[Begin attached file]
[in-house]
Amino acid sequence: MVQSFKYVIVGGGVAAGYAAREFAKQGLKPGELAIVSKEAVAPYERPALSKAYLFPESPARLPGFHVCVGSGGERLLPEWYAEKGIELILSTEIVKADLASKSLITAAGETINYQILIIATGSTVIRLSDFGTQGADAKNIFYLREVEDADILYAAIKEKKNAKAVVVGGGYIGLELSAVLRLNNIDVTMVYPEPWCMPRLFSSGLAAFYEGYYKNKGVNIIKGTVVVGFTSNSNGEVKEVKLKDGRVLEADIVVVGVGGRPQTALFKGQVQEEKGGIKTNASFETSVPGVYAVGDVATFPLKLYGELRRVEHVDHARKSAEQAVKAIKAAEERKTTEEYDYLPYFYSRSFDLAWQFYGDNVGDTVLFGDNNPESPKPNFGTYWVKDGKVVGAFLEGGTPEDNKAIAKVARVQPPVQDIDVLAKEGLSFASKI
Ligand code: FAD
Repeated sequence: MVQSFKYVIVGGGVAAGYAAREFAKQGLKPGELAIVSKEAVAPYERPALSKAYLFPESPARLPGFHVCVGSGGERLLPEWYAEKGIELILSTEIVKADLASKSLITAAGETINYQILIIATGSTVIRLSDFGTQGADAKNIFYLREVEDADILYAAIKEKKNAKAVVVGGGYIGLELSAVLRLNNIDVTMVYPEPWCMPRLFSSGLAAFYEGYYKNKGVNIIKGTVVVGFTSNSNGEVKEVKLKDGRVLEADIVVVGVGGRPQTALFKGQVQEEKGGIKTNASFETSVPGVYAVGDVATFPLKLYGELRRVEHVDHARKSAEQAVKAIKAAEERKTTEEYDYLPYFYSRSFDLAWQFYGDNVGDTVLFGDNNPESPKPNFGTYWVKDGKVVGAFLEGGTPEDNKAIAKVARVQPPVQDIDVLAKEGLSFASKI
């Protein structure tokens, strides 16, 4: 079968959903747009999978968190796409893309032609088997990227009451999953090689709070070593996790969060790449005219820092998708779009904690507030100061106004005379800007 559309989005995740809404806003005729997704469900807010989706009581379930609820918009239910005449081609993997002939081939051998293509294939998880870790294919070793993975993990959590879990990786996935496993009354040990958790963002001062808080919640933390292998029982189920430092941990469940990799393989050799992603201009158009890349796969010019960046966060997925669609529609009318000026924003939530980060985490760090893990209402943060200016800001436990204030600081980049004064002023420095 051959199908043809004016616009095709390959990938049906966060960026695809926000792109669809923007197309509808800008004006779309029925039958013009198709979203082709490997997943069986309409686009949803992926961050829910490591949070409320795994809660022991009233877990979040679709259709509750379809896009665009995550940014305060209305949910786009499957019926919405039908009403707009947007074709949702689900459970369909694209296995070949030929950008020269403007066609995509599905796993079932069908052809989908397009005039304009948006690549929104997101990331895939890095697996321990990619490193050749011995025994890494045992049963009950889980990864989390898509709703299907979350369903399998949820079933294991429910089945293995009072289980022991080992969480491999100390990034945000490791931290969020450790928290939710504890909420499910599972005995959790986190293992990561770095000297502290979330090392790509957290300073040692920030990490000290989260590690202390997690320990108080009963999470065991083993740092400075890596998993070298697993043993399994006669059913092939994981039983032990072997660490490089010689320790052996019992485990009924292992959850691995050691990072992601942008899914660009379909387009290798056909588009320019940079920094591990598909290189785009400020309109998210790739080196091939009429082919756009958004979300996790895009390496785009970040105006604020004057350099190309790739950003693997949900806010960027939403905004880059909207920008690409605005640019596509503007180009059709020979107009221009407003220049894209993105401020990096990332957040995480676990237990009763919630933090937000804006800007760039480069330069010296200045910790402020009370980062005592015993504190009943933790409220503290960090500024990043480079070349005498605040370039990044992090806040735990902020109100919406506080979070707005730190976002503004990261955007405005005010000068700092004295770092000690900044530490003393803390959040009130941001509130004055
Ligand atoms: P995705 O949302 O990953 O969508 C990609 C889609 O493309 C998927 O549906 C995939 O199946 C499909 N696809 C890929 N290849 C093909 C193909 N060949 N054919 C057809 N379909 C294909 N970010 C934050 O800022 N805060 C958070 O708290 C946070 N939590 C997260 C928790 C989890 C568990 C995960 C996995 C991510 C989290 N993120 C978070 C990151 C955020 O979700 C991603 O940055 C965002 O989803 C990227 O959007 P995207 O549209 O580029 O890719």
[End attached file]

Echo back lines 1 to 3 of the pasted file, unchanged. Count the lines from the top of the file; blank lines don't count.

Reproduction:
[in-house]
Amino acid sequence: MVQSFKYVIVGGGVAAGYAAREFAKQGLKPGELAIVSKEAVAPYERPALSKAYLFPESPARLPGFHVCVGSGGERLLPEWYAEKGIELILSTEIVKADLASKSLITAAGETINYQILIIATGSTVIRLSDFGTQGADAKNIFYLREVEDADILYAAIKEKKNAKAVVVGGGYIGLELSAVLRLNNIDVTMVYPEPWCMPRLFSSGLAAFYEGYYKNKGVNIIKGTVVVGFTSNSNGEVKEVKLKDGRVLEADIVVVGVGGRPQTALFKGQVQEEKGGIKTNASFETSVPGVYAVGDVATFPLKLYGELRRVEHVDHARKSAEQAVKAIKAAEERKTTEEYDYLPYFYSRSFDLAWQFYGDNVGDTVLFGDNNPESPKPNFGTYWVKDGKVVGAFLEGGTPEDNKAIAKVARVQPPVQDIDVLAKEGLSFASKI
Ligand code: FAD